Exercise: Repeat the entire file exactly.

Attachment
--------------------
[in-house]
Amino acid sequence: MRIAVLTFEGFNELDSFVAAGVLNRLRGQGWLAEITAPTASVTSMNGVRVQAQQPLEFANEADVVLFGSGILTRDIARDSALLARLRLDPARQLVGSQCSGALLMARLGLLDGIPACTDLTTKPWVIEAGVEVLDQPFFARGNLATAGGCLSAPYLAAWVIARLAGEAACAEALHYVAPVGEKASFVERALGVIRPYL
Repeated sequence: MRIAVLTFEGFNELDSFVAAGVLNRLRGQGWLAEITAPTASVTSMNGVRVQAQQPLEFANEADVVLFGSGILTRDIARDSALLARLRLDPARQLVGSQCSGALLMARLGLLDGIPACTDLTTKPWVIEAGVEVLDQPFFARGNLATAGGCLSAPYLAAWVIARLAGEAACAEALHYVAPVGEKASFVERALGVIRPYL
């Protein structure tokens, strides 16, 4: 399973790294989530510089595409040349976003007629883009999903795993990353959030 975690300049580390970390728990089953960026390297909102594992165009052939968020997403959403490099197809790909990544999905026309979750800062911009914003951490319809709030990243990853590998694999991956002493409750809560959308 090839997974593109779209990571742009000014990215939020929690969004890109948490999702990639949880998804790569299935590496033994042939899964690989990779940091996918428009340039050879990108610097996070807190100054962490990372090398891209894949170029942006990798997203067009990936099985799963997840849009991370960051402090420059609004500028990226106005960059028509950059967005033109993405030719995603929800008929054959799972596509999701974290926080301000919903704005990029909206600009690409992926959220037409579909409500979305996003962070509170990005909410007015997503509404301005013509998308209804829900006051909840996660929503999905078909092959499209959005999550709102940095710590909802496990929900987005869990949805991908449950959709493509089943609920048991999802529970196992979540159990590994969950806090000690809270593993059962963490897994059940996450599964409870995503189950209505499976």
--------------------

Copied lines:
[in-house]
Amino acid sequence: MRIAVLTFEGFNELDSFVAAGVLNRLRGQGWLAEITAPTASVTSMNGVRVQAQQPLEFANEADVVLFGSGILTRDIARDSALLARLRLDPARQLVGSQCSGALLMARLGLLDGIPACTDLTTKPWVIEAGVEVLDQPFFARGNLATAGGCLSAPYLAAWVIARLAGEAACAEALHYVAPVGEKASFVERALGVIRPYL
Repeated sequence: MRIAVLTFEGFNELDSFVAAGVLNRLRGQGWLAEITAPTASVTSMNGVRVQAQQPLEFANEADVVLFGSGILTRDIARDSALLARLRLDPARQLVGSQCSGALLMARLGLLDGIPACTDLTTKPWVIEAGVEVLDQPFFARGNLATAGGCLSAPYLAAWVIARLAGEAACAEALHYVAPVGEKASFVERALGVIRPYL
């Protein structure tokens, strides 16, 4: 399973790294989530510089595409040349976003007629883009999903795993990353959030 975690300049580390970390728990089953960026390297909102594992165009052939968020997403959403490099197809790909990544999905026309979750800062911009914003951490319809709030990243990853590998694999991956002493409750809560959308 090839997974593109779209990571742009000014990215939020929690969004890109948490999702990639949880998804790569299935590496033994042939899964690989990779940091996918428009340039050879990108610097996070807190100054962490990372090398891209894949170029942006990798997203067009990936099985799963997840849009991370960051402090420059609004500028990226106005960059028509950059967005033109993405030719995603929800008929054959799972596509999701974290926080301000919903704005990029909206600009690409992926959220037409579909409500979305996003962070509170990005909410007015997503509404301005013509998308209804829900006051909840996660929503999905078909092959499209959005999550709102940095710590909802496990929900987005869990949805991908449950959709493509089943609920048991999802529970196992979540159990590994969950806090000690809270593993059962963490897994059940996450599964409870995503189950209505499976």